|Full Title:||Challenging Reflexive Strategies|
|Start Date:||18-Sep-2013 - 21-Sep-2013|
|Contact:||Anna Volkova, Eric Reuland|
|Meeting Email:||click here to access email|
|Meeting Description:||The canonical binding theory of Chomsky (1981) in the beginning of the 80’s generated a wave of cross-linguistic research (both in the generative and in the functional paradigms) that brought to the front a bulk of language facts that were problematic for CBT. The list of potential problems included:
- Non-complementary distribution of anaphors and pronominals
- Optionality of reflexive marking
- Variability in the types of reflexive marking
- Languages without an overt reflexive strategy
- Long-distance binding
- Unified analysis of other uses of reflexive markers
This development in the field also gave a spur to approaches with a functional, semantic and cognitive basis, involving semantic classifications of predicates, prominence or thematic role hierarchies, information status, definiteness etc. The challenge was greatly inspiring for the further development of the theory of anaphora.
Current linguistic theory presents an array of approaches to the analysis of the reflexive strategies: from the pragmatic based approach of Levinson (2000) to typologically oriented works of Haspelmath (2008) and König & Gast (2008) the competition based account of Safir (2004) to LFG accounts (Dalrymple 1993, Bresnan 2000, Asudeh 1998) to HPSG accounts (Pollard & Sag 1994, Kiss 2001) to purely semantic accounts (Schlenker 2005) to accounts inspired by the Minimalist Program (Boeckx, Hornstein, and Nunes 2007, Rooryck & Vanden Wyngaerd 2012, Reuland 2011). The goal of our workshop is to bring together researchers working in different theoretical paradigms, typologists and language specialists to discuss natural language patterns in the reflexivity domain that do not fit theoretical accounts on the market. We would like to encourage a dialogue between linguists working on the same topic from different perspectives and critically assess the state of the field.
The essential goal of the study of the theory of language is to discover the principles that underlie all natural language grammars and to explain the possible breadth and limits of linguistic variation. We believe that the ultimate joy of linguistic research is testing the theoretical predictions against the broad range of existing languages.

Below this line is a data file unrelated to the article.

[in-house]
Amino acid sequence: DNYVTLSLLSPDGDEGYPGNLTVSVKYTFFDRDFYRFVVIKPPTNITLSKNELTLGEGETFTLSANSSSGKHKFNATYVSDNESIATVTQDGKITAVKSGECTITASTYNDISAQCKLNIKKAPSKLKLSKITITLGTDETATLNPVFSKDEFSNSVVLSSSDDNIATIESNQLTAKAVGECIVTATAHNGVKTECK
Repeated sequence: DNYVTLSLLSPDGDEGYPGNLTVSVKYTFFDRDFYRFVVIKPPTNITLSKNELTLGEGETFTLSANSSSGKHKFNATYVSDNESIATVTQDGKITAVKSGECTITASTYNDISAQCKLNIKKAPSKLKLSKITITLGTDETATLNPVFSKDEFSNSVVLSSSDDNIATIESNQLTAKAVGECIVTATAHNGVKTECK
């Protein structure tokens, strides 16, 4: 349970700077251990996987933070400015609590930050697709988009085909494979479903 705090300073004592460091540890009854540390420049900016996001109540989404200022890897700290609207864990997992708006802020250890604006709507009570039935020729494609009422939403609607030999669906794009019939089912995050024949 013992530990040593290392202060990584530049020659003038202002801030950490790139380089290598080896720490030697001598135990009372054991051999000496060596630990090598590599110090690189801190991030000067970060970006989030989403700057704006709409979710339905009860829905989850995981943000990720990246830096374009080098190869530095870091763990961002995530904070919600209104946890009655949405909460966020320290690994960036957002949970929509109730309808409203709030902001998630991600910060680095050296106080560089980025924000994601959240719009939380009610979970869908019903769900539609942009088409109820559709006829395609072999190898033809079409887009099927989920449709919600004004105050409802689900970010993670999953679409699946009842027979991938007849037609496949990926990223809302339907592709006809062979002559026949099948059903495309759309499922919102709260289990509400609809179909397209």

Topics include, but are not restricted to, the following:
1. Descriptions of languages whose anaphoric systems are not well-studied (including but not limited to the exclusive use of verbal reflexivizing strategy, doubling of pronoun, repeating of full NPs, etc.)
2. Discussions of less described reflexivity cases that present a problem for the current approaches
3. Contrastive analysis of a set of (less familiar) data in several theoretical accounts
4. Psycholinguistic/language acquisition data (non-)supporting certain theoretical predictions
5. Logophoricity and deictic shift
Possible questions we would like to see addressed include the following (but many more can be envisioned):
a) Are there still language patterns on the market that pose a universal problem for all existing accounts?
b) What are the empirical differences between the accounts on the market? Which ones are particularly good/bad at dealing with certain groups of facts?
с) What is the correct division of labour between syntax, semantics, and pragmatics?
|Linguistic Subfield:||Pragmatics; Psycholinguistics; Semantics; Syntax; Typology|
| This is a session of the following meeting:
46th Annual Meeting of the Societas Linguistica Europaea
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